Butterflies in the Fukushima region plagued by "genetic damage" and "severe abnormalities"

A study of the pale grass blue butterfly in the regions around the Fukushima Nuclear Power Plant, site of the 2011 radiation disaster, has revealed that the insects are giving birth to mutants at an alarming rate. Indeed, the butterflies collected from younger generations have more abnormalities than butterflies born directly after the power plant began leaking radioactive particles into the environment. That means the genetic damage caused by the radiation leak has been inherited by subsequent generations.

Above, you can see images taken from the study, published this week in Nature, showing the various kinds of abnormalities the scientists spotted. Among them are dented eyes, deformed eyes, deformed wings, and a misshapen right palpus (a sensory organ the butterfly also uses to eat). Butterflies were collected from a wide region around Fukushima, and the highest number of mutations were found nearest to the power plant.

Write the authors of the study in their introduction:

Here we show that the accident caused physiological and genetic damage to the pale grass blue Zizeeria maha, a common lycaenid butterfly in Japan. We collected the first-voltine adults in the Fukushima area in May 2011, some of which showed relatively mild abnormalities. The F1 offspring from the first-voltine females showed more severe abnormalities, which were inherited by the F2 generation. Adult butterflies collected in September 2011 showed more severe abnormalities than those collected in May. Similar abnormalities were experimentally reproduced in individuals from a non-contaminated area by external and internal low-dose exposures. We conclude that artificial radionuclides from the Fukushima Nuclear Power Plant caused physiological and genetic damage to this species.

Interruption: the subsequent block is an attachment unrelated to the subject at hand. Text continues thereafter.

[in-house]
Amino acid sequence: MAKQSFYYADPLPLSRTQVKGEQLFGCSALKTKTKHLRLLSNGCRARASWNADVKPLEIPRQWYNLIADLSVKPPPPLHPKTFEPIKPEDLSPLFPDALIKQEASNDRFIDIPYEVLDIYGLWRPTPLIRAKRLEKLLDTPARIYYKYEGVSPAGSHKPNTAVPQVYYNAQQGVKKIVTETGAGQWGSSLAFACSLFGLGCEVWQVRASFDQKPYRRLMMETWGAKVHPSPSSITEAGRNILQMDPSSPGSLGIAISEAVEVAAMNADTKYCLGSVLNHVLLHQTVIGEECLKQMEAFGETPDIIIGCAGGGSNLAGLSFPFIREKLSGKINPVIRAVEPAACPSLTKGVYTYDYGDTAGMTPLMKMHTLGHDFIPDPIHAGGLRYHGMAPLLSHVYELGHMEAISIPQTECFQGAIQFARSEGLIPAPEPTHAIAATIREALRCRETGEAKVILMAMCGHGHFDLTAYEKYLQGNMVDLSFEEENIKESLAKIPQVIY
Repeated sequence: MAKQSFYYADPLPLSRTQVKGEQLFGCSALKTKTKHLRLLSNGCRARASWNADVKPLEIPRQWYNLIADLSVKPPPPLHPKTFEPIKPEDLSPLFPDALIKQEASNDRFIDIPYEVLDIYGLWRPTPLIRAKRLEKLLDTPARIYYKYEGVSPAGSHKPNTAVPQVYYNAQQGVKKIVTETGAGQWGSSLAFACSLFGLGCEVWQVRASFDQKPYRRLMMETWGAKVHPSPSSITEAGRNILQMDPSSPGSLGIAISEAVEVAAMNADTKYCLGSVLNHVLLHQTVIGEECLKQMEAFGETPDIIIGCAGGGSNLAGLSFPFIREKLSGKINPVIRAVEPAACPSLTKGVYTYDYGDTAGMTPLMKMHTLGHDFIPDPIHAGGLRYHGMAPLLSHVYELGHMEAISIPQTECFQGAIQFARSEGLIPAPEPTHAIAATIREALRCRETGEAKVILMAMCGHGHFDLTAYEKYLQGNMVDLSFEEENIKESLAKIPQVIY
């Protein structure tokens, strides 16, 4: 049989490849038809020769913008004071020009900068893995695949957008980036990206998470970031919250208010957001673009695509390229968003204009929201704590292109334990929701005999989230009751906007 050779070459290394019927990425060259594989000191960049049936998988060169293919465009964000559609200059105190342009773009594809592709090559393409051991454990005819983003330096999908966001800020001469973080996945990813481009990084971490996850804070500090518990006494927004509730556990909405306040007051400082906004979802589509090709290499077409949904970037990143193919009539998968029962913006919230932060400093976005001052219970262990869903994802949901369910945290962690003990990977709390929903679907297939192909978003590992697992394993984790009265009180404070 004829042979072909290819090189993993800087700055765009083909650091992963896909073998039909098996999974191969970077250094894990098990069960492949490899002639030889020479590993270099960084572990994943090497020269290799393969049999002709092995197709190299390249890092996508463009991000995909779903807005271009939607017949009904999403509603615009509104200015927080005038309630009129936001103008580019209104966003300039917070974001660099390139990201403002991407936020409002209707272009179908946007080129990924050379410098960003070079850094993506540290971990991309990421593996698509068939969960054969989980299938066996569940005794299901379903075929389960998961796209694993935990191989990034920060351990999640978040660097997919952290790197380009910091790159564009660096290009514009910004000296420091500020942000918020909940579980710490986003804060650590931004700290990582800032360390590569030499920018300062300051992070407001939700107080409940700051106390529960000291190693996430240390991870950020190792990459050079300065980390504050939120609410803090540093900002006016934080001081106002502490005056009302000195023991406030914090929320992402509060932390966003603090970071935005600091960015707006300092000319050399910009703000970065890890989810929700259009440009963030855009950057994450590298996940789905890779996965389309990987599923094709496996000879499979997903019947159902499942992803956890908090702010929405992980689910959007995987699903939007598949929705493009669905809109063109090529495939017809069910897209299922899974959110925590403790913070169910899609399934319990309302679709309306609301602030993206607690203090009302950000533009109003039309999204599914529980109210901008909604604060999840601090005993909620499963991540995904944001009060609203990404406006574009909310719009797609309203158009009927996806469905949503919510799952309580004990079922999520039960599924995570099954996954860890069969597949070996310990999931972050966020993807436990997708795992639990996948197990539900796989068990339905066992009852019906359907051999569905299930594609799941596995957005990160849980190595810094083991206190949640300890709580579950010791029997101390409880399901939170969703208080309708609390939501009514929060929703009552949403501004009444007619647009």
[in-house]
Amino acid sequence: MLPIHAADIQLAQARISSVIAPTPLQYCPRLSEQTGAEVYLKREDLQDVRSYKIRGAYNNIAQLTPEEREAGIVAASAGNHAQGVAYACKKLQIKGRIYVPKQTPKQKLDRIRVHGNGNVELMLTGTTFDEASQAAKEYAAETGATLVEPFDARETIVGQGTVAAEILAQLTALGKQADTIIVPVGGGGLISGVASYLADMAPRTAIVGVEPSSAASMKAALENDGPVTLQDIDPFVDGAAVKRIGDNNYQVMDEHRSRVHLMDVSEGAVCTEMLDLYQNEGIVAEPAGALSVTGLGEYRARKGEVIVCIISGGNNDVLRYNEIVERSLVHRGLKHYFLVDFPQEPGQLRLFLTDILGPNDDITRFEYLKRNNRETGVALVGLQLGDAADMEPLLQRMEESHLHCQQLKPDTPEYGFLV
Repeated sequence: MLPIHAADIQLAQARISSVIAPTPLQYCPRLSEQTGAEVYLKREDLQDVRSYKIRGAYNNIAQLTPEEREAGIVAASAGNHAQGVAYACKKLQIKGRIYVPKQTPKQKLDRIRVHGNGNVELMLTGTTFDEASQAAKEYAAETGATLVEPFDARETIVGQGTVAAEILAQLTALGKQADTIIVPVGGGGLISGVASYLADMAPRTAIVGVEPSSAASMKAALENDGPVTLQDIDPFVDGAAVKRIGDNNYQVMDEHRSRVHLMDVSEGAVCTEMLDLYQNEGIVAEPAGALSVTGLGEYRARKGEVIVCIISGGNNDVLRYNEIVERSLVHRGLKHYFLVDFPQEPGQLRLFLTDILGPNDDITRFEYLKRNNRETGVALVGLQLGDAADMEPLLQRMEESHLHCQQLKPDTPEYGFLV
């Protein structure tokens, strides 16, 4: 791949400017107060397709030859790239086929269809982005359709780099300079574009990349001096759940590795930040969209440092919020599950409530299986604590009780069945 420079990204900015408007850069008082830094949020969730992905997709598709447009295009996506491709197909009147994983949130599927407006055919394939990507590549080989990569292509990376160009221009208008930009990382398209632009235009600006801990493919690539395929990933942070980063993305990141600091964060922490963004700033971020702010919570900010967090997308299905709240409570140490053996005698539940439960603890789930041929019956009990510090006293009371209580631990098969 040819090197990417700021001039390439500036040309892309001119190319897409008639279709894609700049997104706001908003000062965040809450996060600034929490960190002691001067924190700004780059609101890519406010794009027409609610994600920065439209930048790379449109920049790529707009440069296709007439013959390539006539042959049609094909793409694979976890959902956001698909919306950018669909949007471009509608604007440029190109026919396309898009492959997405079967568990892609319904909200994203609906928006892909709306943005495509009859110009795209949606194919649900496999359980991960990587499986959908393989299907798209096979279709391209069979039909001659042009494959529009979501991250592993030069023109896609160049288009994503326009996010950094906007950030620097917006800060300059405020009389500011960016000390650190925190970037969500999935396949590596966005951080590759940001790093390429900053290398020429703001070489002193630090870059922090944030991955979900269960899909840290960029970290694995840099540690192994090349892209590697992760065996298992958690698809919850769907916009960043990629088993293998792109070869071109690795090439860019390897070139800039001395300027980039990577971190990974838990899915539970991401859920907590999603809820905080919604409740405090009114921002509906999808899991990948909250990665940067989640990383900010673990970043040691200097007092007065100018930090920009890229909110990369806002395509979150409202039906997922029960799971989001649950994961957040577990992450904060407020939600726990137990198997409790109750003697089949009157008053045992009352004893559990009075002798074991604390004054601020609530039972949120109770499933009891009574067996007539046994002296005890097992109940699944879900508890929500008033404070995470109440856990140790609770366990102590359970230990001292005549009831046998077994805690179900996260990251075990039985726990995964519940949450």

This is one of the first studies to demonstrate the effect that the Fukushima accident is having on local wildlife. The researchers write their work has "invaluable implications for the possible future effects of radiation on animals." They recommend further study of animals exposed to contamination, as well as "the possible risk of internal exposure from ingestion [of plutonium]."

Read their whole paper via Nature